Case Studies and Organisational Sustainability Modelling Presented by Cloud Computing Business Framework

Case Studies and Organisational Sustainability Modelling Presented by Cloud Computing Business Framework

Victor Chang (Teesside University, UK), David De Roure (University of Oxford, UK), Gary Wills (University of Southampton, UK) and Robert John Walters (University of Southampton, UK)
Copyright: © 2011 |Pages: 28
DOI: 10.4018/jwsr.2011070102
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In this paper, Cloud Computing Business Framework (CCBF) is proposed to help organisations achieve good Cloud design, deployment, migration, and services. Although organisations adopt Cloud Computing for Web Services, technical and business challenges emerge, including the measurement of Cloud business performance. Organisational Sustainability Modelling (OSM) is a way to measure Cloud business performance quantitatively and accurately. It combines statistical computation and 3D Visualisation to present the Return on Investment arising from the adoption of Cloud Computing by organisations. 3D visualisation simplifies the review process and is a method for Return of Investment (ROI) valuation. Two detailed case studies with SAP and Vodafone are presented, where OSM has analysed the business performance and explained how CCBF offers insights, which are helpful for WS and Grid businesses. Comparisons and discussions between CCBF and other approaches related to WS are presented, where lessons learned are useful for Web Services, Cloud and Grid communities.
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1. Introduction

Cloud Computing provides added value for organisations; saving costs in operations, resources and staff − as well as new business opportunities for service-oriented models (Vouk, 2008; Briscoe & Marinos, 2009; Hayne, 2009; Schubert, Jeffery, & Neidecker-Lutz, 2010; Chang et al., 2010a; Chang, Wills, & De Roure, 2010b). In addition, it is likely that cloud computing focusing on operational savings and green technology will be the focus of attention. To avoid repeats of Internet bubbles and to maintain business operations, achieving long-term sustainability is an important success factor for organisations (Chang, Mills, & Newhouse, 2007). Before deploying any type of cloud computing development, it is essential to design and implement good-quality Business Models and a Business Framework (Hosono et al., 2009; Weinhardt et al., 2009). Hosono et al. (2009) demonstrate Service System Modelling (SSM) and explain how SSM helps Business Models to be developed with Cloud Frameworks. Anstett et al. (2009) explain how Business Process Execution Language (BPEL) assists in developing a Cloud Framework to create a SOA-driven Business Model. Weinhardt et al. (2009) explain how their definitions and importance of Cloud Business Models (CBM), and show how CBM can influence research directions for the academic communities. Buyya et al. (2008, 2009) and Patterson and Armbrust et al. (2009) define CBM and explain their rationales in terms of (i) pay-as-you go systems; (ii) cost saving calculations; and (iii) SOA and SLA theories.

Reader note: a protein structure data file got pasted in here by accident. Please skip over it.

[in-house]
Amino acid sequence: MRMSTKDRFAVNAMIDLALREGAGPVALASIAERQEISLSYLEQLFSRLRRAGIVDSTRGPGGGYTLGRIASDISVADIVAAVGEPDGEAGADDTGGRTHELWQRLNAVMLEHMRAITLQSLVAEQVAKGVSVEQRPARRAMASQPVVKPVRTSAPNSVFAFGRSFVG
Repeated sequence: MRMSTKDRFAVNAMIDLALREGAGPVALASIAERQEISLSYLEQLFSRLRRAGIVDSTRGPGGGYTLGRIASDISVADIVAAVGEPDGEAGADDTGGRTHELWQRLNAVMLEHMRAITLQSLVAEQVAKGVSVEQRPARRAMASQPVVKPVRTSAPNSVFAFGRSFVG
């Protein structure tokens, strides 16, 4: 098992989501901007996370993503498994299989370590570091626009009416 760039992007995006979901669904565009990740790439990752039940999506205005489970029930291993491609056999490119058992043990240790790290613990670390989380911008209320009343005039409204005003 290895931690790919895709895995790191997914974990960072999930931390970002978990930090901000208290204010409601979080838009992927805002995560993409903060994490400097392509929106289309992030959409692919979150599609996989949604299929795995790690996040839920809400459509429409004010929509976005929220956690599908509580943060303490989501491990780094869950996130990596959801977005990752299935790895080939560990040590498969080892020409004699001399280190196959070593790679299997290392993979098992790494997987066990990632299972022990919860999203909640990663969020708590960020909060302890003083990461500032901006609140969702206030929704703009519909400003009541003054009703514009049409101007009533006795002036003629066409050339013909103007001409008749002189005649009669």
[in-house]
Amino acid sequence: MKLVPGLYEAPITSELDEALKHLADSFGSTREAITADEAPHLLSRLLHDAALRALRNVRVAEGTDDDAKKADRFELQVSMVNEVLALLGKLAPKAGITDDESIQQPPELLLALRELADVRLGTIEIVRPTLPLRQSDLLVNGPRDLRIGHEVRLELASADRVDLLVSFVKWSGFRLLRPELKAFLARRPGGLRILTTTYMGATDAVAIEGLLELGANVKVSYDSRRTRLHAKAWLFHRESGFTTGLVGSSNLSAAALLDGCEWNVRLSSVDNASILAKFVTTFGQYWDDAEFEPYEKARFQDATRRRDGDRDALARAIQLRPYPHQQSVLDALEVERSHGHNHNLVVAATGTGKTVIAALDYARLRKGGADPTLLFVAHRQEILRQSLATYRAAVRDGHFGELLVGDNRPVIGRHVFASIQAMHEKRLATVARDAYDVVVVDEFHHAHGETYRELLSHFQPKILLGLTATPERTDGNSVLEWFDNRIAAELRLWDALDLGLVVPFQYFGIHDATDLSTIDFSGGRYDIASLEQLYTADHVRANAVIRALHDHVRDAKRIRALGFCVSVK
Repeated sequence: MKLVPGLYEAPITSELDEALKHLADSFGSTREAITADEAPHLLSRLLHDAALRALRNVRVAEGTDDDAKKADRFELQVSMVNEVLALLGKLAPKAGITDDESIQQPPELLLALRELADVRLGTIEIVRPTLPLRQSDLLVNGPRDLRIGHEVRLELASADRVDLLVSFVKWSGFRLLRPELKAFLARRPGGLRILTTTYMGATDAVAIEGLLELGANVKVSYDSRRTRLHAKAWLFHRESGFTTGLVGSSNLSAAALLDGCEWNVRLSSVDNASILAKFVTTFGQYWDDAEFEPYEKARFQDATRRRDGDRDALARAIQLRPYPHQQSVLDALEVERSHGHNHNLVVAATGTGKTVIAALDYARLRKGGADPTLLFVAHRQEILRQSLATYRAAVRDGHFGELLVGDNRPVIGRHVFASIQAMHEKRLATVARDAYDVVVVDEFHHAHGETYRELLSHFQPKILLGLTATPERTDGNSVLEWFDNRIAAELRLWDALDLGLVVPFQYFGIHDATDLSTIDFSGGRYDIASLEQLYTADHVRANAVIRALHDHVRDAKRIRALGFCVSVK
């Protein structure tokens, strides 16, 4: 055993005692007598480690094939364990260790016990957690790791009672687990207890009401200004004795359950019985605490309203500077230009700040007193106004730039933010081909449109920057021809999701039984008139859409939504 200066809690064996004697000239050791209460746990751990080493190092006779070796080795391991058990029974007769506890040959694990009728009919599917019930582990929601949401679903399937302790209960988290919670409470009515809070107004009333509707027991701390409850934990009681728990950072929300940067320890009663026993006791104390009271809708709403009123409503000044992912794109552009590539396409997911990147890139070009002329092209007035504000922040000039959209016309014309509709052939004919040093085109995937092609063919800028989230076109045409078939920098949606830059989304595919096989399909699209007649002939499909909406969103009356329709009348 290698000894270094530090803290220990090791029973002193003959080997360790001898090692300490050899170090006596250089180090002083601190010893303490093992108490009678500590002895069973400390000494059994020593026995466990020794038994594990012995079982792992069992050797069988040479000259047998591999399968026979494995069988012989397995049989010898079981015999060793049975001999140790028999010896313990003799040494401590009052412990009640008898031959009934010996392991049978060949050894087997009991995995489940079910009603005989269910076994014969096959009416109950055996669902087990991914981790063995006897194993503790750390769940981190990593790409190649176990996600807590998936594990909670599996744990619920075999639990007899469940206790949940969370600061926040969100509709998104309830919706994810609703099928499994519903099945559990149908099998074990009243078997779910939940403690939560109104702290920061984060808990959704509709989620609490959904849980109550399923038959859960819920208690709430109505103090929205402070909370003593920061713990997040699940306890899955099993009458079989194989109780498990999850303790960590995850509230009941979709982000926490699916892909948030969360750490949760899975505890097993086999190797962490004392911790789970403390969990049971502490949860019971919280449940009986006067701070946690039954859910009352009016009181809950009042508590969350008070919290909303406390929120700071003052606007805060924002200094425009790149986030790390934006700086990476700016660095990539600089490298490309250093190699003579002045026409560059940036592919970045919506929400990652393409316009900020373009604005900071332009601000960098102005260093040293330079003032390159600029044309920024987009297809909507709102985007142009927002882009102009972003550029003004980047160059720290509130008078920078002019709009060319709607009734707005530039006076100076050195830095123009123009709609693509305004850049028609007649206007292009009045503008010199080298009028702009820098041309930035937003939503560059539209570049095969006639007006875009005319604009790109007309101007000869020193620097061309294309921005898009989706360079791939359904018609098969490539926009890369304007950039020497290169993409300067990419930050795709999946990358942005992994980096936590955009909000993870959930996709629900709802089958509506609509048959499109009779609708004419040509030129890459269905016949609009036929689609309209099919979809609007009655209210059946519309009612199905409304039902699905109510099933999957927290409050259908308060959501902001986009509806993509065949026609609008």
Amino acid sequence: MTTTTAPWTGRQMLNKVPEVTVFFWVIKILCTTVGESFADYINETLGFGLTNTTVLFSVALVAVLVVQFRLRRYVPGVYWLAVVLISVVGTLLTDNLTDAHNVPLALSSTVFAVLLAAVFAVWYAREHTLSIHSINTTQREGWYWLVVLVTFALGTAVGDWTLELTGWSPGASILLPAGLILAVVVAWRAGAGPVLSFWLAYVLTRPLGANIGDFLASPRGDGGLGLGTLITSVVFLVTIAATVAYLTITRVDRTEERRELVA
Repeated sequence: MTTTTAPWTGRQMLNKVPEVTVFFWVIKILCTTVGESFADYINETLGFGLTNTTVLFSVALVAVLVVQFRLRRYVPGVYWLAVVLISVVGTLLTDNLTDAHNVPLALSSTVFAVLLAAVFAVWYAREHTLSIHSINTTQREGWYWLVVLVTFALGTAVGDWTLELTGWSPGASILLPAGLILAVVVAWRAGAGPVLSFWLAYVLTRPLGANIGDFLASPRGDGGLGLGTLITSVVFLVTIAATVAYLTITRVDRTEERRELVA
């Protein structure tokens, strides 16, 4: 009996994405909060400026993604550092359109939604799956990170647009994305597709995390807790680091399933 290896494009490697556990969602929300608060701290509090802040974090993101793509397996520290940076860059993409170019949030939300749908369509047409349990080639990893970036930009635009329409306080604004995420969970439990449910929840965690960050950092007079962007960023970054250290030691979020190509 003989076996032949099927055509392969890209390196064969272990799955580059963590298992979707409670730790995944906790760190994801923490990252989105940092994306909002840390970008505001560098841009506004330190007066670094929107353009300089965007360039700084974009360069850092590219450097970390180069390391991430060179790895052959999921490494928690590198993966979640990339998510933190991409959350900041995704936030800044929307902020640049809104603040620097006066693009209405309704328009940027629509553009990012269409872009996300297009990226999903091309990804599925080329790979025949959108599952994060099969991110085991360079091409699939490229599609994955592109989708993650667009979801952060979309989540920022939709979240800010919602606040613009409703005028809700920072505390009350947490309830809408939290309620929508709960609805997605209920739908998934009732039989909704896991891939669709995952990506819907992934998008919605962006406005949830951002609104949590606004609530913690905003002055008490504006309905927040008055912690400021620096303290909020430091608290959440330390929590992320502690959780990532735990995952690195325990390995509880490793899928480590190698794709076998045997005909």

However, the feedback from industrialists (Chang et al., 2010d, 2011a) is that the CBMs proposed by Buyya et al. (2008, 2009) and Patterson, Armbrust et al. (2009) are getting too complicated to understand, and as a result, these models are unable to be used and applied effectively in the real-time cloud computing businesses. In addition, there are few Cloud Business Frameworks that can accommodate different types of technical solutions in relations to their businesses (Klems, Nimis, & Tsai, 2009). Despite IaaS, PaaS and SaaS are generally classified as three business models, there is no definite guideline for how to succeed and sustain in the cloud businesses. Therefore, businesses models proposed in this research are categorised, easy to follow and structured into Cloud Computing Business Frameworks (CCBF), where Organisational Sustainability is a major area in the CCBF.

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